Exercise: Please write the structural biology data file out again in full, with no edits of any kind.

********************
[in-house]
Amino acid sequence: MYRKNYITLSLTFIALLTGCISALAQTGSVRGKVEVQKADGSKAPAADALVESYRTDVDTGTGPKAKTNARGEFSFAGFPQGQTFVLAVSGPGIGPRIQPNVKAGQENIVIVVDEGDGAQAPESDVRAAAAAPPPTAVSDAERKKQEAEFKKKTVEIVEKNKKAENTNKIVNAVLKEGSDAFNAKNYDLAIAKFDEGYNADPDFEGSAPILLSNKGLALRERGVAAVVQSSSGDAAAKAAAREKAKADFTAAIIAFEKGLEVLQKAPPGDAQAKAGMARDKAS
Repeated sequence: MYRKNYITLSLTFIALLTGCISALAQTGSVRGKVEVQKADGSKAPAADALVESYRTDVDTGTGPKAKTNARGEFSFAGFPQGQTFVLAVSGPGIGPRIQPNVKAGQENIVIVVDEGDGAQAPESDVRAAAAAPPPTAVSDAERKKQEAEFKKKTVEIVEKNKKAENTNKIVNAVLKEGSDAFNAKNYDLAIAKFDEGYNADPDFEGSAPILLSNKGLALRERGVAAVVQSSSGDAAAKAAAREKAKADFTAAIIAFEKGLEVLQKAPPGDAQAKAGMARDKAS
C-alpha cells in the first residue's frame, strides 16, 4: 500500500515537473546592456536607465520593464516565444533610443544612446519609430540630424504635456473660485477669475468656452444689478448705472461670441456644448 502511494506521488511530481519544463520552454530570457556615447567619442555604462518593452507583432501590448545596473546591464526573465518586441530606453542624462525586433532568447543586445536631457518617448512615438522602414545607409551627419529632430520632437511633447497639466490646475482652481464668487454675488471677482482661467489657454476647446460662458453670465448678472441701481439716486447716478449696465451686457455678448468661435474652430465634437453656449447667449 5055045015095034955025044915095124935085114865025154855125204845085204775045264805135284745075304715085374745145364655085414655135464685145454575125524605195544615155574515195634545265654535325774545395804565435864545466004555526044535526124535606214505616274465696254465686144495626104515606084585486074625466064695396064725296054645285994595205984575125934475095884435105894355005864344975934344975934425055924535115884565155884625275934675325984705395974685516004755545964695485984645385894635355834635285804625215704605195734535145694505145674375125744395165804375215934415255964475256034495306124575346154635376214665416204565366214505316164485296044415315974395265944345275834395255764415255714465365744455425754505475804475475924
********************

[in-house]
Amino acid sequence: MYRKNYITLSLTFIALLTGCISALAQTGSVRGKVEVQKADGSKAPAADALVESYRTDVDTGTGPKAKTNARGEFSFAGFPQGQTFVLAVSGPGIGPRIQPNVKAGQENIVIVVDEGDGAQAPESDVRAAAAAPPPTAVSDAERKKQEAEFKKKTVEIVEKNKKAENTNKIVNAVLKEGSDAFNAKNYDLAIAKFDEGYNADPDFEGSAPILLSNKGLALRERGVAAVVQSSSGDAAAKAAAREKAKADFTAAIIAFEKGLEVLQKAPPGDAQAKAGMARDKAS
Repeated sequence: MYRKNYITLSLTFIALLTGCISALAQTGSVRGKVEVQKADGSKAPAADALVESYRTDVDTGTGPKAKTNARGEFSFAGFPQGQTFVLAVSGPGIGPRIQPNVKAGQENIVIVVDEGDGAQAPESDVRAAAAAPPPTAVSDAERKKQEAEFKKKTVEIVEKNKKAENTNKIVNAVLKEGSDAFNAKNYDLAIAKFDEGYNADPDFEGSAPILLSNKGLALRERGVAAVVQSSSGDAAAKAAAREKAKADFTAAIIAFEKGLEVLQKAPPGDAQAKAGMARDKAS
C-alpha cells in the first residue's frame, strides 16, 4: 500500500515537473546592456536607465520593464516565444533610443544612446519609430540630424504635456473660485477669475468656452444689478448705472461670441456644448 502511494506521488511530481519544463520552454530570457556615447567619442555604462518593452507583432501590448545596473546591464526573465518586441530606453542624462525586433532568447543586445536631457518617448512615438522602414545607409551627419529632430520632437511633447497639466490646475482652481464668487454675488471677482482661467489657454476647446460662458453670465448678472441701481439716486447716478449696465451686457455678448468661435474652430465634437453656449447667449 5055045015095034955025044915095124935085114865025154855125204845085204775045264805135284745075304715085374745145364655085414655135464685145454575125524605195544615155574515195634545265654535325774545395804565435864545466004555526044535526124535606214505616274465696254465686144495626104515606084585486074625466064695396064725296054645285994595205984575125934475095884435105894355005864344975934344975934425055924535115884565155884625275934675325984705395974685516004755545964695485984645385894635355834635285804625215704605195734535145694505145674375125744395165804375215934415255964475256034495306124575346154635376214665416204565366214505316164485296044415315974395265944345275834395255764415255714465365744455425754505475804475475924